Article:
Remote Feed

Michelle Goldberg reviews 'Remote Feed' by David Gilbert.

By Michelle Goldberg
Published April 21, 1998 7:00PM (EDT)

| A blurb on the back of David Gilbert's new collection of stories, "Remote Feed," compares the young writer to Philip Roth. Perhaps Gilbert shares this assessment: It would explain why he finds his own clumsy venom so interesting. Scathing writing can be exhilarating, but Gilbert's targets are absurdly easy -- sorority girls, Hollywood producers and overweight housewives -- and his misanthropy rarely goes beyond cheap shots at people's appearance. Instead of seeming sharp, these stories are weighed down by a low-level meanness and a hazy, off-putting ironic distance that reeks of creative writing seminars. There isn't a funny line in "Remote Feed" or a particularly true one, nor a single recognizable human soul in this batch of forgettable characters.

Gilbert has a knack for setting up compelling scenarios, but he consistently blows them with his smug tone and clunky prose. In the first story, a yuppie couple invite their friends over for a secret theme party where, motivated by an Anthony Roberts-style guru, they plan to have everyone walk over hot coals. The title story has a vaguely shellshocked news crew recuperating from a stint in Sarajevo by filming a puff-piece in the Galapagos Islands. The rest are equally promising -- an ex-con volunteers to read George Eliot aloud to a blind woman; a Hollywood producer has a breakdown and flees to Montana after Siskel and Ebert pan his film; a jaded sorority girl and her eager boyfriend have sex in each of her sisters' beds while they're out at parties.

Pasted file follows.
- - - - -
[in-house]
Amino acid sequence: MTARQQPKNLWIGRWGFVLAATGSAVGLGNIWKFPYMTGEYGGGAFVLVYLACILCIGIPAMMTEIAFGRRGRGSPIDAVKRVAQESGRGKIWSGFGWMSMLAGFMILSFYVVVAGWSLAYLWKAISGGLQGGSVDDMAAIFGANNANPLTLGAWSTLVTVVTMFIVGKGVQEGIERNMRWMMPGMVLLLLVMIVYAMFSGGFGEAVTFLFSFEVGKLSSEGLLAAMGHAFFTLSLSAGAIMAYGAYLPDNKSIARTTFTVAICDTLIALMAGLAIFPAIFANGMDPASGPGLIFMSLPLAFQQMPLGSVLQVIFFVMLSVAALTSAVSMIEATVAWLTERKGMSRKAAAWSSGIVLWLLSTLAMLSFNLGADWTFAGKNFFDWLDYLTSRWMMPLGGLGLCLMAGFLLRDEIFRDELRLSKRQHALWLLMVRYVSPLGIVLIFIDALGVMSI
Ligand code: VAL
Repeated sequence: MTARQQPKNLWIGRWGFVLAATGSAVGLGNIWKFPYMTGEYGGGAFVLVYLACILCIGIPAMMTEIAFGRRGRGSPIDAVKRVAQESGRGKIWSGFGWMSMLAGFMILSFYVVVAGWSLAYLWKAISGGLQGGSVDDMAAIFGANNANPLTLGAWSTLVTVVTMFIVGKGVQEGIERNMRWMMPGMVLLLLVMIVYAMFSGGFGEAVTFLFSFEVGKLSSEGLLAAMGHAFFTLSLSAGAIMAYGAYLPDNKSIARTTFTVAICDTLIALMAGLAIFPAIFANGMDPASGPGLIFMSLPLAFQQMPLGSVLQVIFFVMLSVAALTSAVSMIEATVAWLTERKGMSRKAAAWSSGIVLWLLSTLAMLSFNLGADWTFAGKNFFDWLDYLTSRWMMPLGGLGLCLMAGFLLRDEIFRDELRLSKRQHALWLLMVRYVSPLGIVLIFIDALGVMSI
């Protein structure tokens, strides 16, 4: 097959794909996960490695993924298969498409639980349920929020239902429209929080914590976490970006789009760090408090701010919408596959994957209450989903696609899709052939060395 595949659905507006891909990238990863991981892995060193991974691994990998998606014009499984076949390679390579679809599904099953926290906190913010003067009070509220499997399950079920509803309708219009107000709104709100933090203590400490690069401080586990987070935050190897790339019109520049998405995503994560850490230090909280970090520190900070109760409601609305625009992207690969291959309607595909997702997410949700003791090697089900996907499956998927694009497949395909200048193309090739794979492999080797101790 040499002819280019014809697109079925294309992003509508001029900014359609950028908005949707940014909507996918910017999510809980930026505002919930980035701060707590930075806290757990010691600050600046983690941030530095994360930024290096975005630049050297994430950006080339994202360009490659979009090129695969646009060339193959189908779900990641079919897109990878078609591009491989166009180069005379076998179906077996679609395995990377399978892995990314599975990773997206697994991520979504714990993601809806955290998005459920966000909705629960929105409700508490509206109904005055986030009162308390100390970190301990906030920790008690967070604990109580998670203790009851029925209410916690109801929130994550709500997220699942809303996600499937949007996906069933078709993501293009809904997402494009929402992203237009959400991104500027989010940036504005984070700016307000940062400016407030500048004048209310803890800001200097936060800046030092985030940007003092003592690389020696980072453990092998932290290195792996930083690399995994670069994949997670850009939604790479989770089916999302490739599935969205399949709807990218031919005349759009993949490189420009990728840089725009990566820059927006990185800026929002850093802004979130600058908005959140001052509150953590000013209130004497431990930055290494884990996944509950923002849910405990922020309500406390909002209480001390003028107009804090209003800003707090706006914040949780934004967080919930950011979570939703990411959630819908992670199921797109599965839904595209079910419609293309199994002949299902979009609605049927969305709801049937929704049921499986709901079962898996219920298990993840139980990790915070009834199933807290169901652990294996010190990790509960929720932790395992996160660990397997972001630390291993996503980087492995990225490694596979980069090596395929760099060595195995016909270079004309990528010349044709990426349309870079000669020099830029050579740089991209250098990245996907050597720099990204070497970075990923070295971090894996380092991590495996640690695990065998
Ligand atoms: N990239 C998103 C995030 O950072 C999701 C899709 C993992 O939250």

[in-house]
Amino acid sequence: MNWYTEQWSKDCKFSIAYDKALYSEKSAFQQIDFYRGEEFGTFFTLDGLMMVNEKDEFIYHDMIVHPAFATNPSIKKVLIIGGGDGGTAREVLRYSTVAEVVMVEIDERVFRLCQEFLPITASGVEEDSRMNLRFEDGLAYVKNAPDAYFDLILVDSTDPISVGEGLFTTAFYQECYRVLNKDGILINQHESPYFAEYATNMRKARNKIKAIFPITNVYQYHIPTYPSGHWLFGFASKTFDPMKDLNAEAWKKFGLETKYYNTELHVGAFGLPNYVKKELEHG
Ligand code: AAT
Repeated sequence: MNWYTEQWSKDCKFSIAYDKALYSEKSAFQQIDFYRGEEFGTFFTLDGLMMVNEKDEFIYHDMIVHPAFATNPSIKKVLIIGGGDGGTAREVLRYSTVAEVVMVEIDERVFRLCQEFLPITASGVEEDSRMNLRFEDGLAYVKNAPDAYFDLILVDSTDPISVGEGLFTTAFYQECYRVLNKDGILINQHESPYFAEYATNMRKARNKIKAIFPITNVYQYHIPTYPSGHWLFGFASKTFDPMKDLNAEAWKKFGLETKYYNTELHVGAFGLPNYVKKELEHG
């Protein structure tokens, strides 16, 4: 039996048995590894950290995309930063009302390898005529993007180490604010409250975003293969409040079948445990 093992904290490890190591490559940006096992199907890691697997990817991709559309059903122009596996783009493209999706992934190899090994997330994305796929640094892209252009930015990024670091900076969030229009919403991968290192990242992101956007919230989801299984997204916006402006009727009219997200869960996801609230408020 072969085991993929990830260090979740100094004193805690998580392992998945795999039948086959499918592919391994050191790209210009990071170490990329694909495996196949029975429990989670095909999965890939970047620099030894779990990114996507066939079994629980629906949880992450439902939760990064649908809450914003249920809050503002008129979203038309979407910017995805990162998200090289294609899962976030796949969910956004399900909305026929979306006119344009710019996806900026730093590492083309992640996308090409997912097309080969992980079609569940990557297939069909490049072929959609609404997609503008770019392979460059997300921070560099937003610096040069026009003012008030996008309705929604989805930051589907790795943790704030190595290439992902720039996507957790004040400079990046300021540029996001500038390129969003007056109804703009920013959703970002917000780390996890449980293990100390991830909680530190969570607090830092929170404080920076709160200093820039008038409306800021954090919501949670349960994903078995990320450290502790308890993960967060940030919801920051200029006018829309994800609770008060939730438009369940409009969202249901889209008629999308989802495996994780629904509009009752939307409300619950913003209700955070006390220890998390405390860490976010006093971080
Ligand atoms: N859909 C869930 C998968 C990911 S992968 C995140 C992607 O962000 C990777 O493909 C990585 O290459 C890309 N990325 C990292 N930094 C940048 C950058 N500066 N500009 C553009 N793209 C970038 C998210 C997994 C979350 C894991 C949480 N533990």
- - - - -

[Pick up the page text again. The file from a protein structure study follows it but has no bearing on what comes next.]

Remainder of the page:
But while Gilbert shows considerable range in his plotting, his writing is consistently flat, full of awkward pop-culture references that seem shoehorned in. He describes a man with a cigarette in a third-world bar: "The smoke unfurls from the glowing ash the same way gossamer shoots from a spider's anus. That's an attribute Spiderman was lucky to avoid. Everyone would be disgusted, no matter how many times you saved Manhattan from the evil Dr. Octopus." Gilbert always seems to be striving for cleverness, never insight. When he gets serious, it's as purple as a suicidal high-schooler's diary: "Nowadays, we have nothing but fear, just the fear itself, to sustain a sense of fleeting reality, and the days and nights of infamy loom ahead with bright-eyed appeal," he writes in the story about the sorority girl. Sure, his characters are desperate, but he refuses to give us a reason to care. They're deplorable in the most conventional ways.

For instance, Saul, the cracking-up producer in the story "Anaconda Wrap," compares failed movies to concentration camps. Now, there are plenty of writers, Roth and Saul Bellow chief among them, who can wring endless pathos and pointed, pitch-dark humor out of self-hating Jews and their egomaniacal ways. They make you shake your head at their raging honesty. Gilbert just makes you cringe. "I know this is terrible but this is the way Saul thinks about movie disasters: they're like Nazi death camps of World War II and their names are enough to make your blood cold: Cleopatra ... Dachau; Heaven's Gate ... Auschwitz; Ishtar ... Treblinka; Howard the Duck ... Lublin; Hudson Hawk ... Buchenwald." It's not that Gilbert shouldn't joke about Nazism -- there's something inherently comic about the F|hrer after all. But a writer needs panache to pull off such self-conscious transgression, and using the Holocaust to spice up "Ishtar" jokes doesn't cut it.

Michelle Goldberg

Michelle Goldberg is a frequent contributor to Salon and the author of "Kingdom Coming: The Rise of Christian Nationalism" (WW Norton).

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